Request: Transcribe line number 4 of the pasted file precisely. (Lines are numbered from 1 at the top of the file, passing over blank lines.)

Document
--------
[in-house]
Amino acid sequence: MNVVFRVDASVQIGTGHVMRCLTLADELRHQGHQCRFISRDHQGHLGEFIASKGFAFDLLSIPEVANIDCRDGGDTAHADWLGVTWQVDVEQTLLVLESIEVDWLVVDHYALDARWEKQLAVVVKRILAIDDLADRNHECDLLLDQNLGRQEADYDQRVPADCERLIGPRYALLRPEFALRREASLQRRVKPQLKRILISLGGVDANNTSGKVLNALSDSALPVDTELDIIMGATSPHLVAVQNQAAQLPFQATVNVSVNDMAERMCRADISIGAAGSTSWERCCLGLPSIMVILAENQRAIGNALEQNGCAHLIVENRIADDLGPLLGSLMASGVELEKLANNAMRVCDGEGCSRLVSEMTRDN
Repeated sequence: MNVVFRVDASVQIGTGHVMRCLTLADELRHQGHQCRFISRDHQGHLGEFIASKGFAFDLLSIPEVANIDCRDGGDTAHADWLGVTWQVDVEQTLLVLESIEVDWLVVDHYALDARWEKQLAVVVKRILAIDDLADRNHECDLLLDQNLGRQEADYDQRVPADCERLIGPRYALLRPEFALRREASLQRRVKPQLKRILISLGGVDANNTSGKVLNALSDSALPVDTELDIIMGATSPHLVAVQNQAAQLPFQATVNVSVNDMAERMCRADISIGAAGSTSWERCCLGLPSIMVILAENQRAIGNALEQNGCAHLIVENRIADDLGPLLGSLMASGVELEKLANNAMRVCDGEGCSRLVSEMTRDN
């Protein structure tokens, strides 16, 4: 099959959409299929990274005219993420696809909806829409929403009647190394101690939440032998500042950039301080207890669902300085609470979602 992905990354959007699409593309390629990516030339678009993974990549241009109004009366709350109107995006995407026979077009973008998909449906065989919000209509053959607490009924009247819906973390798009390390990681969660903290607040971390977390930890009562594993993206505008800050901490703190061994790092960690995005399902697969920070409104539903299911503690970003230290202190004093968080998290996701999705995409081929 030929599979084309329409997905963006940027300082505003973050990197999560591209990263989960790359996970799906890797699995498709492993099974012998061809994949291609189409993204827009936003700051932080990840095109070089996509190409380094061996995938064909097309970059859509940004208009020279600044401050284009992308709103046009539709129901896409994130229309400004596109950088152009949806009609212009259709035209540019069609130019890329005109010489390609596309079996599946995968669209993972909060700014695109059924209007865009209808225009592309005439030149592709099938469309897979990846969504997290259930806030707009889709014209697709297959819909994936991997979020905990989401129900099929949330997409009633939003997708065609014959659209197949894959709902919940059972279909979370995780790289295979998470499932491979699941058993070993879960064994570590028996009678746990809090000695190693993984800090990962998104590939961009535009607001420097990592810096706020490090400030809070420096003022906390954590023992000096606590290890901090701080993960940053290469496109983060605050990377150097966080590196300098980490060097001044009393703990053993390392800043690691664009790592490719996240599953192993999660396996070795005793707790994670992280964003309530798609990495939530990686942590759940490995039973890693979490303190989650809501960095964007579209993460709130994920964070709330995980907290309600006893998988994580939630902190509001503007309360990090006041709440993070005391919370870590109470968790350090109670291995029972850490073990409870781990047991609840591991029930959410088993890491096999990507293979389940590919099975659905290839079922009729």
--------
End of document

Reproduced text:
């Protein structure tokens, strides 16, 4: 099959959409299929990274005219993420696809909806829409929403009647190394101690939440032998500042950039301080207890669902300085609470979602 992905990354959007699409593309390629990516030339678009993974990549241009109004009366709350109107995006995407026979077009973008998909449906065989919000209509053959607490009924009247819906973390798009390390990681969660903290607040971390977390930890009562594993993206505008800050901490703190061994790092960690995005399902697969920070409104539903299911503690970003230290202190004093968080998290996701999705995409081929 030929599979084309329409997905963006940027300082505003973050990197999560591209990263989960790359996970799906890797699995498709492993099974012998061809994949291609189409993204827009936003700051932080990840095109070089996509190409380094061996995938064909097309970059859509940004208009020279600044401050284009992308709103046009539709129901896409994130229309400004596109950088152009949806009609212009259709035209540019069609130019890329005109010489390609596309079996599946995968669209993972909060700014695109059924209007865009209808225009592309005439030149592709099938469309897979990846969504997290259930806030707009889709014209697709297959819909994936991997979020905990989401129900099929949330997409009633939003997708065609014959659209197949894959709902919940059972279909979370995780790289295979998470499932491979699941058993070993879960064994570590028996009678746990809090000695190693993984800090990962998104590939961009535009607001420097990592810096706020490090400030809070420096003022906390954590023992000096606590290890901090701080993960940053290469496109983060605050990377150097966080590196300098980490060097001044009393703990053993390392800043690691664009790592490719996240599953192993999660396996070795005793707790994670992280964003309530798609990495939530990686942590759940490995039973890693979490303190989650809501960095964007579209993460709130994920964070709330995980907290309600006893998988994580939630902190509001503007309360990090006041709440993070005391919370870590109470968790350090109670291995029972850490073990409870781990047991609840591991029930959410088993890491096999990507293979389940590919099975659905290839079922009729």